Bill Evanina, director of the National Counterintelligence and Security Center (NCSC) in the Office of the Director of National Intelligence, said today that the billions of dollars the U.S. government and private sector spend each year on cybersecurity are not being properly and efficiently utilized unless government and industry wrap human resources departments tightly into security discussions.
Evanina, speaking at an event hosted by Nextgov and Equifax, argued that HR represents an essential element in combating insider threats–which he called the biggest concern in nation-state espionage and theft of government and private sector proprietary data.
“We spend billions of dollars a year as a country on cybersecurity, bringing in CISOs and CSOs and CIOs, hardening up the information structure. We spend a lot of time hiring outside consultants, bringing companies in to facilitate, shore up our walls from a cyber perspective. Where is human resources in all this?” he asked. “Who are we bringing in inside our walls?
Evanina called for a new structure that incorporates HR into a holistic security process. “If you are the CEO of a company, or you’re on the C-suite, have you integrated your human resources folks as part of your enterprise-wide security process? If you haven’t, it’s a big mistake.”
He said that in the Federal government alone, the Federal Bureau of Investigation and Justice Department have indicted or arrested 15 people in the past 15 months for serious insider threat violations including alleged spies and unauthorized leakers. And he emphasized those were just the known, publicly-disclosed cases, and that the problem extends much further into the private sector.
“I would say it’s just as big of a problem, because we are losing our trade secrets and proprietary data at record pace right now,” Evanina said.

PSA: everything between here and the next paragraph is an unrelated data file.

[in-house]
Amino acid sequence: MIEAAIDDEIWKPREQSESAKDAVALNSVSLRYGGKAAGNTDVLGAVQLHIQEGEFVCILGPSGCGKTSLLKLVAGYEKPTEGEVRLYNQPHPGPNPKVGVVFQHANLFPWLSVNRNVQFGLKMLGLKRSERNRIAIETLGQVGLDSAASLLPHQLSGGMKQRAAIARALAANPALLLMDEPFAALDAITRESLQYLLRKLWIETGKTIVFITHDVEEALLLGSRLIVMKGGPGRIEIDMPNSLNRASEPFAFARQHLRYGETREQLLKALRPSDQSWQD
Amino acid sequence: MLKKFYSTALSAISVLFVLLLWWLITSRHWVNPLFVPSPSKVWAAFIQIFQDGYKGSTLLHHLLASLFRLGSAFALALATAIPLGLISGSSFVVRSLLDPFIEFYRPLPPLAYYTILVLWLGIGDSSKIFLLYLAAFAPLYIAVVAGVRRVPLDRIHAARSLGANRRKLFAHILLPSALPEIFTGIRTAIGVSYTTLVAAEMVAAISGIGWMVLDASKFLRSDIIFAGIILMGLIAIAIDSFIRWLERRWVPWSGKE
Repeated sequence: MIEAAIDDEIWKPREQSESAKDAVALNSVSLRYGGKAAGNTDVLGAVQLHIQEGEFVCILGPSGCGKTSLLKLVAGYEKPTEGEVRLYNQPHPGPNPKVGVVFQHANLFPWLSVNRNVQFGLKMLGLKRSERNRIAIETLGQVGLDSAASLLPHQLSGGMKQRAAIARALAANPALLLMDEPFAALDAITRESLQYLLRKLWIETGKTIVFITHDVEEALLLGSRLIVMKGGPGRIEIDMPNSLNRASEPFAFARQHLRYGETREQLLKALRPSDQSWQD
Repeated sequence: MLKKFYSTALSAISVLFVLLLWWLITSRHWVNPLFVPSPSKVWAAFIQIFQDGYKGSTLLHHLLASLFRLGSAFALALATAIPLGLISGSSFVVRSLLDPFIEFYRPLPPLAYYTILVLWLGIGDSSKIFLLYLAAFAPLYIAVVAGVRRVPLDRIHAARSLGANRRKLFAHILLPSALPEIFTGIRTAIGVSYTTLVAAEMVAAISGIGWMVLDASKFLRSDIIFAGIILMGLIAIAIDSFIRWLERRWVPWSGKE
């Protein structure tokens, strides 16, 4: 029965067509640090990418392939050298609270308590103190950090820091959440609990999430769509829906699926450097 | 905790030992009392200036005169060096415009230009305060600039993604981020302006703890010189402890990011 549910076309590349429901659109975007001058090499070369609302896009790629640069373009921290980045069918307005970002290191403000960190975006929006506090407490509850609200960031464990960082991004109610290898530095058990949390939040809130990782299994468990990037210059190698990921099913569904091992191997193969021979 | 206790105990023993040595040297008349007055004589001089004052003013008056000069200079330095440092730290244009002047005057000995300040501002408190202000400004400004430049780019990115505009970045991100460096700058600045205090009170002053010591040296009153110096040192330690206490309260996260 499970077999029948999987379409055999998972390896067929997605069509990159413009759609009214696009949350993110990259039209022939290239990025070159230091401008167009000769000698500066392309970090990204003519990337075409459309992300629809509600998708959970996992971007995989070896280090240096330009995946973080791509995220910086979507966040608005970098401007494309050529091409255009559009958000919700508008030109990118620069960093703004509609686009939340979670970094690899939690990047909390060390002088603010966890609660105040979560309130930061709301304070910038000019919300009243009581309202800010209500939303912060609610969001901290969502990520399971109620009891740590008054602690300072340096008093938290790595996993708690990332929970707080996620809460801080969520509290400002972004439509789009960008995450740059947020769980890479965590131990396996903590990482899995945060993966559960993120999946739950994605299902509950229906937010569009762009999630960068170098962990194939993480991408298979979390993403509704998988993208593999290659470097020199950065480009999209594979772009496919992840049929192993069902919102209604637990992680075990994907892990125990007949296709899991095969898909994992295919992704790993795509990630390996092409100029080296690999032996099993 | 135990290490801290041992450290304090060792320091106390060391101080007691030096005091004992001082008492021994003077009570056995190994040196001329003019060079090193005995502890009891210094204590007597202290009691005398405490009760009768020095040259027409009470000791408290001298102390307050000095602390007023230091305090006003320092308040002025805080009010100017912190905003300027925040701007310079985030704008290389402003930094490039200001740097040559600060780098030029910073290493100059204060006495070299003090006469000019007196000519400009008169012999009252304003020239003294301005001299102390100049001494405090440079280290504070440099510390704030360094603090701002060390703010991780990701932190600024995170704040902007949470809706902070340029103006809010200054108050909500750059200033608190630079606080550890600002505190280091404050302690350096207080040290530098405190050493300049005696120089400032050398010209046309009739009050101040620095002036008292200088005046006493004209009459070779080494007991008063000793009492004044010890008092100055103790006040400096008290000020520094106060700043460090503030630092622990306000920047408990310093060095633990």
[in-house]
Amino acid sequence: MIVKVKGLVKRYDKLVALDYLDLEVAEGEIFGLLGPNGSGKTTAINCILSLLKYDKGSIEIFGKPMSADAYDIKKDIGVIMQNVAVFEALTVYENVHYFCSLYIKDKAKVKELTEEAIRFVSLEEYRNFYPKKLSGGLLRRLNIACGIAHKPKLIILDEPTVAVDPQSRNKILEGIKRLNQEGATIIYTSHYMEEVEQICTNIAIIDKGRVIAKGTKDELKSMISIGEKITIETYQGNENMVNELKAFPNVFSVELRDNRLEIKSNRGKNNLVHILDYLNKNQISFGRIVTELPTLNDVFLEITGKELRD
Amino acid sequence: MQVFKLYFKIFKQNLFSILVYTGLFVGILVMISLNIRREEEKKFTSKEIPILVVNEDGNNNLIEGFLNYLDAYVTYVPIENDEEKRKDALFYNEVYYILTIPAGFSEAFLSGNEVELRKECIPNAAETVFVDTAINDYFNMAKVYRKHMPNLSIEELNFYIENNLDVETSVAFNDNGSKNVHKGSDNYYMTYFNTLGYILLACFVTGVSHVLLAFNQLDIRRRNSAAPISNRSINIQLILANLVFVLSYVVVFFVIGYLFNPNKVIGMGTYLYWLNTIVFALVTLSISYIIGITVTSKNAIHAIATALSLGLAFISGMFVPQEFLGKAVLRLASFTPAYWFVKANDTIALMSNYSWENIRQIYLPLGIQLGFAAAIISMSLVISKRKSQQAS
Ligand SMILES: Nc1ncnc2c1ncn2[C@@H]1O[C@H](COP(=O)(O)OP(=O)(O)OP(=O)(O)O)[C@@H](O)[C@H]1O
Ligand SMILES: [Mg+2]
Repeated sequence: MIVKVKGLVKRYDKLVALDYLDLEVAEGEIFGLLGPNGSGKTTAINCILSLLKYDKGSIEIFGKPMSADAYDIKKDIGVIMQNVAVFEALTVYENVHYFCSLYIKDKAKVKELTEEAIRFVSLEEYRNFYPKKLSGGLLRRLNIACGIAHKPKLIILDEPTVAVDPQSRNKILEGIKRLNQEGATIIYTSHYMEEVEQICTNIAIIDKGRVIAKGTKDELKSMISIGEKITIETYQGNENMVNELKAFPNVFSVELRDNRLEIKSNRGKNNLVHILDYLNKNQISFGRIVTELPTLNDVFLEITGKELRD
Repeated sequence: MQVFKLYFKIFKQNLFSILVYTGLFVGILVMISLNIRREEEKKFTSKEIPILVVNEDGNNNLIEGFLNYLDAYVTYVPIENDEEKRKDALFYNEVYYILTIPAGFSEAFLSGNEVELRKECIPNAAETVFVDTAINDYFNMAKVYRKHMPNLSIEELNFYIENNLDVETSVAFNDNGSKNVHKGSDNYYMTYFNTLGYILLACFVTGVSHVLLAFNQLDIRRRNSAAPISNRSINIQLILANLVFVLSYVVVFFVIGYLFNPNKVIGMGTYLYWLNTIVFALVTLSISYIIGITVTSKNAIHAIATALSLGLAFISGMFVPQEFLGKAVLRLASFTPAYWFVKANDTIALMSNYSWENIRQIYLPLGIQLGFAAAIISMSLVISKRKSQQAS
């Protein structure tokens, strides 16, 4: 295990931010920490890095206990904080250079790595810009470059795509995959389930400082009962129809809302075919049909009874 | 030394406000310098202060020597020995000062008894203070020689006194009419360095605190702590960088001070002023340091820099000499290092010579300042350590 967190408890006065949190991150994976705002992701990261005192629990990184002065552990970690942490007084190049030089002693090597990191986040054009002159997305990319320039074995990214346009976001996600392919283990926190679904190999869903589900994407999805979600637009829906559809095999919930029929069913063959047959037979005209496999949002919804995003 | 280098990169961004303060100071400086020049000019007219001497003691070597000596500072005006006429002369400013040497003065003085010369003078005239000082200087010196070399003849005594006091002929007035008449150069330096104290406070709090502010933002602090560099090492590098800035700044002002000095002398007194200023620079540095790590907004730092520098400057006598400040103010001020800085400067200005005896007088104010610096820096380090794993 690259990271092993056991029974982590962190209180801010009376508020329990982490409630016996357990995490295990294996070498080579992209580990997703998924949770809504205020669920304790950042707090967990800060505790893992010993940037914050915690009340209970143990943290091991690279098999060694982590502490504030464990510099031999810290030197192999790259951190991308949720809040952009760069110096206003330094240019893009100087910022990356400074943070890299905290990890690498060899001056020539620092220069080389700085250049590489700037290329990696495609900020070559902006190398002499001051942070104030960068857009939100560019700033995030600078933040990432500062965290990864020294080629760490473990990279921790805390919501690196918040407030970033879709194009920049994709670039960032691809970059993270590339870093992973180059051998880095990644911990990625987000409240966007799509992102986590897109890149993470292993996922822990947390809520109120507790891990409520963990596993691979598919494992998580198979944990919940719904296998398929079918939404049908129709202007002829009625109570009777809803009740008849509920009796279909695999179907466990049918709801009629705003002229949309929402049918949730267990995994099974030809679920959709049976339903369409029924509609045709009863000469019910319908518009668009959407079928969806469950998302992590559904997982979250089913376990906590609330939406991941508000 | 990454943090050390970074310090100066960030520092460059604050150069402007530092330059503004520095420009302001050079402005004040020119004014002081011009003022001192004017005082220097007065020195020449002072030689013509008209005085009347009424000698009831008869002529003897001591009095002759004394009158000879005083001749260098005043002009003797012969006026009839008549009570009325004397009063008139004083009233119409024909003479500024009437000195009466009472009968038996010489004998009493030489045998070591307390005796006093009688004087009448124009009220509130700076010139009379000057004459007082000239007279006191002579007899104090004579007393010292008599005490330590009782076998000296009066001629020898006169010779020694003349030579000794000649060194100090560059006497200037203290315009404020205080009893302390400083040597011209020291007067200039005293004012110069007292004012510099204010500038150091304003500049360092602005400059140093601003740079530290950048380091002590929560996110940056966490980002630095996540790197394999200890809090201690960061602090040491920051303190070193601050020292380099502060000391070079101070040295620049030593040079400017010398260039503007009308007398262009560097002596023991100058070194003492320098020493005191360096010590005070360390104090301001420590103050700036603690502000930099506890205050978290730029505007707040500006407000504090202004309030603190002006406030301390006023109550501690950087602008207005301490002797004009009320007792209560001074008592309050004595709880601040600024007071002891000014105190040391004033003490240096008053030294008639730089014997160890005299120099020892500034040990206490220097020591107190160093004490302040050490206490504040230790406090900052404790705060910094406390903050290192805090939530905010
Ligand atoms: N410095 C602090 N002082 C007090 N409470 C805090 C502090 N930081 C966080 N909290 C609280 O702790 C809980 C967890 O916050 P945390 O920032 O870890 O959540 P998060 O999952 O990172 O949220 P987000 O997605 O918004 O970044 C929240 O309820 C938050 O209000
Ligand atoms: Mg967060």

He referenced NCSC’s July 26 public release of its 2018 Foreign Economic Espionage in Cyberspace Report, which describes foreign intelligence efforts to mine U.S. intellectual property through cyberspace.
Evanina said he was asked by a reporter–at a press conference following the report’s release–if the proliferation of espionage via electronic means was the greatest threat. He responded, “No. The insider threat is still No. 1. This is just another vector or venue for how our nation-state threat actors steal our secrets. And not just our government secrets, but just as important, our proprietary data and trade secrets.”
To that point, he called out an FBI arrest of a General Electric employee last week, who is accused of stealing proprietary data on turbine and power plant technology. Xiaoqing Zheng is a U.S. citizen with ties to Chinese companies, and according to an affidavit, a search of his home yielded a document that explains resources the Chinese government provides to individuals in exchange for certain technology information.
Evanina said Zheng may have been stealing secrets for as many as ten years, and that Zheng’s ten recent trips to China should have sounded alarm bells. These concerns prompted Evanina’s call for a new way organizations should approach security.
“You have to be willing and committed to have a top-down, bottom-up mindset: ‘How are we as a collective organization, whether in the government or private sector, going to, as a group, prevent and deter the theft of proprietary data and trade secrets?’” he said.
Evanina said this process “includes and starts with” with HR–and training the human resources department within every organization “to understand the threats that are out there” but which manifest inside the organization itself.